July 19, 2022
Federal Reserve Board invites comment on proposal that provides default rules for certain contracts that use the LIBOR reference rate, which will be discontinued next year
For release at 9:30 a.m. EDT
The Federal Reserve Board on Tuesday invited comment on a proposal that provides default rules for certain contracts that use the LIBOR reference rate, which will be discontinued next year. The proposal implements the Adjustable Interest Rate (LIBOR) Act, which Congress enacted earlier this year.
LIBOR, formerly known as the London Interbank Offered Rate, was the dominant reference rate used in financial contracts in recent decades, but the rate in its current form will be discontinued after June 30, 2023. In response to the planned end of LIBOR, Congress enacted the LIBOR Act to provide a uniform, nationwide solution for replacing references to LIBOR in existing contracts without adequate fallback provisions, which are provisions in the contract related to the identification of an alternative reference rate.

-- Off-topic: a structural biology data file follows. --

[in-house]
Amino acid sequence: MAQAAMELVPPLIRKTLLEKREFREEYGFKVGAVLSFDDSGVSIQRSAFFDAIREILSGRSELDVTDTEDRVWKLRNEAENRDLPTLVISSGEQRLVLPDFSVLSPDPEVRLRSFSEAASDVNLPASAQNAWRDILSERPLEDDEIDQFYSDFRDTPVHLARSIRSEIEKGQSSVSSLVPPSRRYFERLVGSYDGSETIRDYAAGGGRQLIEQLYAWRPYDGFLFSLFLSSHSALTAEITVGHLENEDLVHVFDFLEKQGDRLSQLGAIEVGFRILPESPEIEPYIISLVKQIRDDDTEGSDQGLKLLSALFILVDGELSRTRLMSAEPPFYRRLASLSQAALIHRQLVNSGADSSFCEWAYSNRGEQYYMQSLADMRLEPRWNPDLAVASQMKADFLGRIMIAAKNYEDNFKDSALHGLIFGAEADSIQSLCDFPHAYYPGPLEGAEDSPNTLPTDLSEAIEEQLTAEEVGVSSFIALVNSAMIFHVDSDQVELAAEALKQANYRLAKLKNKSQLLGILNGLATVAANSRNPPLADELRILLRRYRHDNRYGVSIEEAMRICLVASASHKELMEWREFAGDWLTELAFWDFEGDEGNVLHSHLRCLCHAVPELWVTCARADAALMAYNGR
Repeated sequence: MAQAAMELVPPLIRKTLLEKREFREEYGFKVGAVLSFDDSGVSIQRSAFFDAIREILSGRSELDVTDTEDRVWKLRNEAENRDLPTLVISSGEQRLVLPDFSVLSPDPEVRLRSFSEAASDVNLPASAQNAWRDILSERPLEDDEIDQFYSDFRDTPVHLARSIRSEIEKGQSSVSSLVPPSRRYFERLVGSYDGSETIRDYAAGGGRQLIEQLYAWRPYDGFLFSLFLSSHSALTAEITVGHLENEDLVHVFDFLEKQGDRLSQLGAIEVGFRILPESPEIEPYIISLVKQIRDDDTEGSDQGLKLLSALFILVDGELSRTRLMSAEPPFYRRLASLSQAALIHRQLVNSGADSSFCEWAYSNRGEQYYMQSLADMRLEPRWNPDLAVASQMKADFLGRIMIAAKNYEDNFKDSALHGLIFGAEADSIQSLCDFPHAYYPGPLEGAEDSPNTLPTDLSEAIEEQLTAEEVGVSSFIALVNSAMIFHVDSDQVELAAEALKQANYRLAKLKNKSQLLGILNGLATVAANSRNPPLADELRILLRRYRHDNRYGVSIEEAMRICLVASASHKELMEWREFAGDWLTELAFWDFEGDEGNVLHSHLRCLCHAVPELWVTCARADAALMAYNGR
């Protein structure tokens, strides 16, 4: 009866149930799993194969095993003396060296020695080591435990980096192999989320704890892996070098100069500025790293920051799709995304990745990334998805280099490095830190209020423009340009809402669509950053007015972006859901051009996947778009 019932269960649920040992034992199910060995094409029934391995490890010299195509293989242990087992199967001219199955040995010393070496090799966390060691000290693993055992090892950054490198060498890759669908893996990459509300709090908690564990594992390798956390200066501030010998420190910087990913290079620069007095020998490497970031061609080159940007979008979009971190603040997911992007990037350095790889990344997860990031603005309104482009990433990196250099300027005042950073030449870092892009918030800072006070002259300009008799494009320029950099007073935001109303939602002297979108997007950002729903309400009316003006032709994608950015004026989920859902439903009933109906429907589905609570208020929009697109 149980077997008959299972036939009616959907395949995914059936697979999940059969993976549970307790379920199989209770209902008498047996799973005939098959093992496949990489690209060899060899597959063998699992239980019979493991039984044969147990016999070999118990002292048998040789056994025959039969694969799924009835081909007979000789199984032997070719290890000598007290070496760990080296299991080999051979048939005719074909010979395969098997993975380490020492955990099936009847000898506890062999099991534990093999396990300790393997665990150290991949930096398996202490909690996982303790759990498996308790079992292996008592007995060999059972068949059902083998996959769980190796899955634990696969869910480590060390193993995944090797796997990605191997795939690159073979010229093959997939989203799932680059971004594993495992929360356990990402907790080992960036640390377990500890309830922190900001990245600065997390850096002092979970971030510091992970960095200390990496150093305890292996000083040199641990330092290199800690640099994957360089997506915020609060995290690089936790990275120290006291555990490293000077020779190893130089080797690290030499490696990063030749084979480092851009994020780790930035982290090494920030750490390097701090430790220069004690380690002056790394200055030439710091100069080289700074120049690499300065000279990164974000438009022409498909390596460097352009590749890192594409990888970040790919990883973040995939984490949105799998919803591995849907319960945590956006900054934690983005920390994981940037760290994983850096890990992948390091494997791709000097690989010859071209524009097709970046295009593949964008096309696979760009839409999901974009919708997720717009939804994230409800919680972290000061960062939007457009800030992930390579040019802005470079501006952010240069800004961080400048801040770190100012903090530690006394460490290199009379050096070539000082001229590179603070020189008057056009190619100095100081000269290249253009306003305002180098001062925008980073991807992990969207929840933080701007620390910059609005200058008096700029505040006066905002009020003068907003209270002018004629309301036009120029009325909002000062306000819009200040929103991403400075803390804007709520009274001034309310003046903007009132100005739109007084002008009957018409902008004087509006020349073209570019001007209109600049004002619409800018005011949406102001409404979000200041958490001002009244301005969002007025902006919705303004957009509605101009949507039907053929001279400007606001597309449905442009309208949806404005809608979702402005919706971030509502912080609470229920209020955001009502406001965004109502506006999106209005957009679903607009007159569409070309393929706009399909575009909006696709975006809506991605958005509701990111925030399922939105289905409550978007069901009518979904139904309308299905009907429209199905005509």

Consistent with the law, the proposal would replace references to LIBOR in certain contracts with the applicable Board-selected replacement rate after June 30, 2023. The contracts include those governed by domestic law that do not mature before LIBOR ends and that lack adequate fallback provisions.
The proposal identifies separate Board-selected replacement rates for derivatives transactions, contracts where a government-sponsored enterprise is a party, and all other affected contracts. As required by the law, each proposed replacement rate is based on the Secured Overnight Financing Rate.
Comments on the attached proposal will be accepted for 30 days after publication in the Federal Register.
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